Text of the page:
management

Living the learning

Experiential learning — or learning by doing — gives students the opportunity to bridge the gap between the classroom and the real world. Applying skills taught in a classroom, students solve a problem that simulates challenges they will face in the workplace. This type of learning is a hallmark of TU’s management and marketing programs. Not only do students gain valuable experience that carries over to their professional careers, but they also give back to the community through projects that benefit nonprofits and inspire leadership, creativity and innovation.

NOVA Day of Innovation winners

Why incorporate experiential learning?

Traditional classroom settings typically adhere to a structured format and while many professors encourage discussion, that type of instruction only takes a student so far into the material. Experiential learning, however, gives students the benefit of learning from one another in a self-directed manner. Students bear responsibility by creating processes, making decisions and maintaining accountability, keeping them fully engaged in a project. They experience success and failure just as they would in a professional setting.

Connecting with the community

Working with AdWords clients
Students work with local clients to develop a Google AdWords campaign.

Studio Blue, a unique student space in the Collins College of Business, is designed to encourage innovation. Charles Wood, associate professor of marketing, is one of several faculty members instrumental in bringing the concept of an in-house “idea factory” to fruition.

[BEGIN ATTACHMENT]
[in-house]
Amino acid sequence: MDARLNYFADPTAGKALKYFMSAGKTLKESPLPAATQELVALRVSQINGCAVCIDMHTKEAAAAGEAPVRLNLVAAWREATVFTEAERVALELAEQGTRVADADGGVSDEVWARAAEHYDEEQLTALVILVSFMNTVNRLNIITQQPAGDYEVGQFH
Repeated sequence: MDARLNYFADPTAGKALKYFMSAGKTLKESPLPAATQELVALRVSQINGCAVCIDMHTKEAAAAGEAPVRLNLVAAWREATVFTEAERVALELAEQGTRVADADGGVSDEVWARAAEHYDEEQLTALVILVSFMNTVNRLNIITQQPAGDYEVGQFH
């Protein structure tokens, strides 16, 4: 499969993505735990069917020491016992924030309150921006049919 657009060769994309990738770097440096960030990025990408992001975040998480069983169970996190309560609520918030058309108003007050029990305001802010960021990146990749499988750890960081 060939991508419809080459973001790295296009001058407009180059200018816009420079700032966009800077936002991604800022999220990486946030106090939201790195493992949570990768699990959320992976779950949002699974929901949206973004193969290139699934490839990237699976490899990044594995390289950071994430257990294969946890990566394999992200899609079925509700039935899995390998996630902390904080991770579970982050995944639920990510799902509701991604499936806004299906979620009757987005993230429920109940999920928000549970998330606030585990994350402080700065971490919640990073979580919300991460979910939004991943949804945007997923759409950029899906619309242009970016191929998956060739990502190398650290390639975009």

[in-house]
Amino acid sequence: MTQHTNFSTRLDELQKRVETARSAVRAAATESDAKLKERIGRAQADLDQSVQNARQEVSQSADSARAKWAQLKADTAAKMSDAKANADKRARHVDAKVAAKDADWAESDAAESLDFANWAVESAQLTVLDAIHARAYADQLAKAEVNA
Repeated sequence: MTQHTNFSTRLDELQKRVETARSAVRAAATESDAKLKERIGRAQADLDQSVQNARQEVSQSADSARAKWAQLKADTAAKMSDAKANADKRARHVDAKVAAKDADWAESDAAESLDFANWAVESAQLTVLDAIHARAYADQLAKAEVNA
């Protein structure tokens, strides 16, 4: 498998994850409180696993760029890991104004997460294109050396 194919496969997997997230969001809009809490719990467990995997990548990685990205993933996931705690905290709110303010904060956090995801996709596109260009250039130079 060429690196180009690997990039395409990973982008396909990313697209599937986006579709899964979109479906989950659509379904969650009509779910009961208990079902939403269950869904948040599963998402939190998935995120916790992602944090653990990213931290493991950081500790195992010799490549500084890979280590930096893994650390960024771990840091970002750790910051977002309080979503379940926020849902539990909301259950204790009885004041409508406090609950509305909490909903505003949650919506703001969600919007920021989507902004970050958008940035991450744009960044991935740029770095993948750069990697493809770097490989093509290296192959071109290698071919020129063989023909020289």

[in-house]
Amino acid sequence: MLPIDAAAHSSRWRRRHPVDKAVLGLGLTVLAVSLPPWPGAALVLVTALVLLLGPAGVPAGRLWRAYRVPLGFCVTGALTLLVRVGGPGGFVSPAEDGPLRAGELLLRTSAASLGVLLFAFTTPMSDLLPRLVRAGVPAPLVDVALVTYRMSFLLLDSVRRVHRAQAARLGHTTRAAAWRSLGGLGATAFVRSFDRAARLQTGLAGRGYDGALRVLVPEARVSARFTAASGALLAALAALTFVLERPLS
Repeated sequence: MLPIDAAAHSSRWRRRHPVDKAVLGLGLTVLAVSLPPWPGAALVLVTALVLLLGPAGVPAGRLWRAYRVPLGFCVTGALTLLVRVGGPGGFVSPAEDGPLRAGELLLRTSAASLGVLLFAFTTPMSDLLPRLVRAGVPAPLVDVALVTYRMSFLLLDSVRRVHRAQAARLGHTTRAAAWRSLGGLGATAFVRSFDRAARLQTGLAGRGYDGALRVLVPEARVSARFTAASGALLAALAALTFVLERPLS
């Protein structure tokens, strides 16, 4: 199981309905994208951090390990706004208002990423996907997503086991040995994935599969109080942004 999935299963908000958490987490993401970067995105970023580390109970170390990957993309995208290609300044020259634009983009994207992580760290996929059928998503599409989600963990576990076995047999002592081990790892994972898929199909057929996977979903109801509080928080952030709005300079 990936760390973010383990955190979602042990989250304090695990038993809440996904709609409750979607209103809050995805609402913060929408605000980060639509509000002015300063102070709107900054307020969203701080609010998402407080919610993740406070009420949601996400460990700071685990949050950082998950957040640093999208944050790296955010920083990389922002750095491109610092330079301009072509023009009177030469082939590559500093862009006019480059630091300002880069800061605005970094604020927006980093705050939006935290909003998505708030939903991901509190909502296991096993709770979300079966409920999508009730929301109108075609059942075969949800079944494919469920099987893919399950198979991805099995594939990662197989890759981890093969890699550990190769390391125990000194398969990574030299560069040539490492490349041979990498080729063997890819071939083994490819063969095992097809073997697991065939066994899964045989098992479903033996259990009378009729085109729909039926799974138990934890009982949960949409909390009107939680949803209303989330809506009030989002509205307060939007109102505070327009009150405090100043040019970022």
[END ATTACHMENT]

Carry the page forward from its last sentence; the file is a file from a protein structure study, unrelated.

“Part of the strategy behind Studio Blue was to create interesting connections between our students and the community,” Wood explains. “There is a lot of need in the community, and the students need hands-on practice — everyone wins.”

With generous support from the George Kaiser Family Foundation and TU administration, the space opened in 2008. Students use Studio Blue as an agency-like environment to generate product innovation ideas, create business plans and work on projects for businesses and nonprofit organizations.

Wood also worked with the alumnus Joe Moeller and the Charles Koch Foundation to help design the NOVA Fellowship, which equips students with the tools to implement an idea or passion before graduating. The fellowship gives students the opportunity to work with mentors to develop innovative projects outside regular coursework. Students can obtain an Applied Innovation Certificate by taking a set of courses that teach innovation principles and the process of problem solving.

Working with AdWords clients
Students work with local clients to develop a Google AdWords campaign.

In the last few years, students in TU’s management and marketing department and the NOVA Fellowship have led nearly 100 projects on campus and in the Tulsa community. The hands-on projects range from promotional and branding campaigns to large-scale events for organizations including Family and Children’s Services, Mazzio’s, QuikTrip, Women in Recovery and the Community Food Bank of Eastern Oklahoma.